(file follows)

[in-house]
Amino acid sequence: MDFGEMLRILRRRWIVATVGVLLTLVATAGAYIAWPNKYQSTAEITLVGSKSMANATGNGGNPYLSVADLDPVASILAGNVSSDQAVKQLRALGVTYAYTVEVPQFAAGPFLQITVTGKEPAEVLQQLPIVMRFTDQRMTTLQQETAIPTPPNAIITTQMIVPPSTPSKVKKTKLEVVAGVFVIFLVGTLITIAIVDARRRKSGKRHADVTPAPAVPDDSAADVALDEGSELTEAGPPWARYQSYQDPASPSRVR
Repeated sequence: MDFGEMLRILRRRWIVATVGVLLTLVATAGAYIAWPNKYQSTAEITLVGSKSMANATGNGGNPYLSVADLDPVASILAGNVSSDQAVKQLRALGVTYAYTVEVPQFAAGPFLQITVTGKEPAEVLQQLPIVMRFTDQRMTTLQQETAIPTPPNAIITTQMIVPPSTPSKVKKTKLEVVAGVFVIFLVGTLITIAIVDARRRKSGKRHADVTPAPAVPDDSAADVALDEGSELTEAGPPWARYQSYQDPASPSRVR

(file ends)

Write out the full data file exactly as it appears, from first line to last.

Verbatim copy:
[in-house]
Amino acid sequence: MDFGEMLRILRRRWIVATVGVLLTLVATAGAYIAWPNKYQSTAEITLVGSKSMANATGNGGNPYLSVADLDPVASILAGNVSSDQAVKQLRALGVTYAYTVEVPQFAAGPFLQITVTGKEPAEVLQQLPIVMRFTDQRMTTLQQETAIPTPPNAIITTQMIVPPSTPSKVKKTKLEVVAGVFVIFLVGTLITIAIVDARRRKSGKRHADVTPAPAVPDDSAADVALDEGSELTEAGPPWARYQSYQDPASPSRVR
Repeated sequence: MDFGEMLRILRRRWIVATVGVLLTLVATAGAYIAWPNKYQSTAEITLVGSKSMANATGNGGNPYLSVADLDPVASILAGNVSSDQAVKQLRALGVTYAYTVEVPQFAAGPFLQITVTGKEPAEVLQQLPIVMRFTDQRMTTLQQETAIPTPPNAIITTQMIVPPSTPSKVKKTKLEVVAGVFVIFLVGTLITIAIVDARRRKSGKRHADVTPAPAVPDDSAADVALDEGSELTEAGPPWARYQSYQDPASPSRVR